But earlier this month, with his Hero World Challenge drawing nearer, Woods uploaded a swing video that energized the golf world – “Making Progress” read the caption, the same words he chose in 2017 as he prepared to return from the last-ditch spinal fusion surgery.

It’s anyone’s guess where Woods goes from here, and we won’t waste this space speculating. He’ll be 46 in a few weeks. His battered body has been through countless wars. In a few days, if Woods meets with the media in the Bahamas ahead of the Hero, we’ll likely learn more about what happened that fateful February day, where he stands in his recovery, and what he still hopes to achieve, if anything, in his golfing future.

That he even has the option at all is a borderline miracle, considering the scenes from the crash.

Phil Mickelson
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A snapshot of the year in the men’s majors:

Imagine that – Phil the Thrill had the least dramatic major win of the year. That didn’t make it any less impactful, for the 50-year-old became the oldest major champion in history with his turn-back-the-clock performance to win the PGA Championship. In a head-to-head showdown at Kiawah Island against big, bad Brooks Koepka, it was Mickelson who emerged victorious – and he did so convincingly. Lefty had done nothing prior to that victory: 17 events without a top-10. And he’s done nothing since: nine in a row without a top-10. But fluke or not, his Kiawah title was a monument to his greatness and incredible longevity. If he could pop up and beat the best major field of the year, there’s no reason to think he can’t summon the goods throughout his 50s and beyond.

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Ten players were within a shot of the lead at one point on U.S. Open Sunday, and the leaderboard featured some of the biggest names in the sport, known to most simply by one name: Rahm. Rory. Bryson. Brooks. Louie. There were countless mistakes, both shocking and subtle. DeChambeau imploded with an inward 42. Koepka bogeyed two of the last three. McIlroy ended his bid with an ugly back-nine double bogey. Oosthuizen found the hazard on the 71st hole. Slamming the door (and punctuating his ascendant career) was Rahm, who rammed home birdie putts on each of the last two holes to capture his first major title. There was no one better in 2021 (more on that in a bit), and now he’s no longer the best player in the world without a major.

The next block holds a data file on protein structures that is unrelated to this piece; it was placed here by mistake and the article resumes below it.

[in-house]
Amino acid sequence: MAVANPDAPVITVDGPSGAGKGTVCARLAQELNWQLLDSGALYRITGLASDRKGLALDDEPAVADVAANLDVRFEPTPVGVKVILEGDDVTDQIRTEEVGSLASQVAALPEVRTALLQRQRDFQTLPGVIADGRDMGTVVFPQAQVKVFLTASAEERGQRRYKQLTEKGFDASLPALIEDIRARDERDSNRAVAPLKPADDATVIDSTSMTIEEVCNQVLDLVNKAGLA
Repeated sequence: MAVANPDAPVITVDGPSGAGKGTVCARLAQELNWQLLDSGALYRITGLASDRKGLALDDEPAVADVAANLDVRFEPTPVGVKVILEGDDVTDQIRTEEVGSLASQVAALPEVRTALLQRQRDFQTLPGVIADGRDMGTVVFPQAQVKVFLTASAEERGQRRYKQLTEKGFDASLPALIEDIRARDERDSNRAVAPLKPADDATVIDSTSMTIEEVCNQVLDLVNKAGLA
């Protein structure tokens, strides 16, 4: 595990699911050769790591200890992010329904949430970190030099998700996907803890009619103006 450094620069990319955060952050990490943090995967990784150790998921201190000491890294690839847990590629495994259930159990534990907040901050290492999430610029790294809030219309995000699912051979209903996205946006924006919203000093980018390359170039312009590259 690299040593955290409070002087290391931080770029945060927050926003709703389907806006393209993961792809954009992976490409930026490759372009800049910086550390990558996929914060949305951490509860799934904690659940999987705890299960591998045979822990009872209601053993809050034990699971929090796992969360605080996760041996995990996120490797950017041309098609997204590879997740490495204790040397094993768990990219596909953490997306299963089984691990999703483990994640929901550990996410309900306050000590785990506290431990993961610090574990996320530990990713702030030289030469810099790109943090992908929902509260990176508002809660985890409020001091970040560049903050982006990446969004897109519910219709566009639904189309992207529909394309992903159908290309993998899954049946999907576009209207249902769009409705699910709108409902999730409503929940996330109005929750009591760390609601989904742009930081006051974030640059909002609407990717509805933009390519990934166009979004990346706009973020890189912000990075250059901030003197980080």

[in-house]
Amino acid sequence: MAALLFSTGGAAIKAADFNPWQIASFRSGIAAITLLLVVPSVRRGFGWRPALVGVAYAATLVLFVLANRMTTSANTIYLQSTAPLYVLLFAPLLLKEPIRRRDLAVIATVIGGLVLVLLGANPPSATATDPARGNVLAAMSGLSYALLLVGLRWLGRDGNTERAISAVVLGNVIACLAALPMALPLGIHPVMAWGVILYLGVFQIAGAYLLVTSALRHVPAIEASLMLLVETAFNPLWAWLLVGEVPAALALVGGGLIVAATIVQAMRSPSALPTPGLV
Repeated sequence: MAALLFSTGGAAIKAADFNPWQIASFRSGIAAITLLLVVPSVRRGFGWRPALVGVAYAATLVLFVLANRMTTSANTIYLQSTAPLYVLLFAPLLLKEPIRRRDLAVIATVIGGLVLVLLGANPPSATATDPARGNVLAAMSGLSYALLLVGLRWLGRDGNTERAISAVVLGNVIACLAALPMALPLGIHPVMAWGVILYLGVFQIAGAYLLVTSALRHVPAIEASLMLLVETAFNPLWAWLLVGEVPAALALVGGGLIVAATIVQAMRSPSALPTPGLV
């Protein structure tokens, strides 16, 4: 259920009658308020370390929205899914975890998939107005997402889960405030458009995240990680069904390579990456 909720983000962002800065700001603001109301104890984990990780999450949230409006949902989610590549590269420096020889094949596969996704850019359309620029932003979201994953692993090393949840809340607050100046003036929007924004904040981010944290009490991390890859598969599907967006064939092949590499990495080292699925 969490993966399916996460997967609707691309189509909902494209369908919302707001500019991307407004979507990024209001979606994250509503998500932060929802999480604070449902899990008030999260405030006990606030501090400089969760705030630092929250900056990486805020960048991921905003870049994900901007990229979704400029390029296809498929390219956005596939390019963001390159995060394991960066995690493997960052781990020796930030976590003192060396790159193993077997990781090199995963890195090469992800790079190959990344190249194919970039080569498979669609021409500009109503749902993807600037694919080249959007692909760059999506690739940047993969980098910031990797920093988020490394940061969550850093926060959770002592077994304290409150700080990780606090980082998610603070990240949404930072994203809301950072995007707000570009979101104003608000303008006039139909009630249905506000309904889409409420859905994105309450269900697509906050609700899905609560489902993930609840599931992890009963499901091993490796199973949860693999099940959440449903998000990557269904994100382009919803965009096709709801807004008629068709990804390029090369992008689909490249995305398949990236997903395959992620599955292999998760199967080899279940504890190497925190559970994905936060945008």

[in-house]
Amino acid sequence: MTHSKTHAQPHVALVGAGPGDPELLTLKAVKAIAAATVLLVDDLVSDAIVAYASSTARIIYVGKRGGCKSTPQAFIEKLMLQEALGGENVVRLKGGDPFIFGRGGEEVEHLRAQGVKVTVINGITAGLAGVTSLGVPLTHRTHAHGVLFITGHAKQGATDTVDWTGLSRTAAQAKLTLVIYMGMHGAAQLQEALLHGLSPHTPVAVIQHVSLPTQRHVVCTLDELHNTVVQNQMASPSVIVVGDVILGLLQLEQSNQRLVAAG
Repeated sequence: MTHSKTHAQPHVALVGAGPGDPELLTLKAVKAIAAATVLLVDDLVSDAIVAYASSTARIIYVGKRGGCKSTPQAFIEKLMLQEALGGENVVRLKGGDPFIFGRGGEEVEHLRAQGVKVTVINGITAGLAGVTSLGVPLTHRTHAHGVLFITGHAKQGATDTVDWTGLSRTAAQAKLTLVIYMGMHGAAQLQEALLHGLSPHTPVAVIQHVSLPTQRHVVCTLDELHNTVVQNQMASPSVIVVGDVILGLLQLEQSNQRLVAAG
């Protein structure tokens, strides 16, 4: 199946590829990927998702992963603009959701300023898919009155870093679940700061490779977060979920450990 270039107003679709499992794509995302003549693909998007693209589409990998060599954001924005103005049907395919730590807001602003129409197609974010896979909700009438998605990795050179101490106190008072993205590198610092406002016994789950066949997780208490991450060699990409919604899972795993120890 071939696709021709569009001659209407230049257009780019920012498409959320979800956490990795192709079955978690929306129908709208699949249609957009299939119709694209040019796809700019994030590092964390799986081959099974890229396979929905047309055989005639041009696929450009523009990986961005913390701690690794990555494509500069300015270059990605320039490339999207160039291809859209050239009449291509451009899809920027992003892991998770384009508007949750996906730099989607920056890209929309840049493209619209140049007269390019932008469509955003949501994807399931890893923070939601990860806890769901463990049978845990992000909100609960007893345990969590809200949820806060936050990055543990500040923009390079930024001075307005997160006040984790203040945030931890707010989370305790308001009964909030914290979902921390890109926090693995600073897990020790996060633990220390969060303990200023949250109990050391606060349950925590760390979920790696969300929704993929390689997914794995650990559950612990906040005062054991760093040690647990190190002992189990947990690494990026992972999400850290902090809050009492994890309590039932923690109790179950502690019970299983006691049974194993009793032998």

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Winless since 2017, Hideki Matsuyama delivered Japan its first men’s major championship at the Masters. It was a continuation of what became a standout year for the country, boasting not just the Masters winner but also the Augusta National Women’s Amateur champion, the Olympic women’s silver medalist and Asia-Pacific Amateur winner. It was a relatively sleepy final round until the last hour, when Xander Schauffele, mounting a late charge, found the water on the 16th hole to hand the title to Matsuyama. In the aftermath, the normally stoic Matsuyama – playing without the usual media crush because of COVID-19 restrictions – helped produce two of the year’s most iconic images, with his tearful walk to the scoring building while his caddie, Shota Hayafuji, removed his hat and bowed his head in a sign of respect.

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All Collin Morikawa does is shatter expectations. In his first appearance at The Open, he stared down Jordan Spieth and took home the claret jug with a typically excellent ball-striking exhibition. A pro for two-plus years now, Morikawa has amassed a large enough sample size that we can safely type this: If he only putts above average, he’s going to win, or least have a serious chance. His iron play is that good, that superior; he averaged more than a shot gained on the field per round last season, establishing himself as the Tour’s preeminent sharpshooter in the post-Tiger era. Thriving in pressure situations and lethally precise, it’s a pleasure to watch him compete in this bomb-and-gouge era.

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Lydia Ko emerging from the wilderness was one of the feel-good stories of the year, but let’s be honest: The season boiled down to two players, Jin Young Ko and Nelly Korda, and their budding rivalry adds even more juice to the LPGA.  

Ko won five times, all since July and each while battling a bum left wrist. Korda was a four-time winner, not including her Olympic triumph. They finally squared off in the season finale ... and all Ko did on the final Sunday of the year was fire a round-of-the-day 63 to collect the $1.5 million check and decisively earn Player of the Year bragging rights.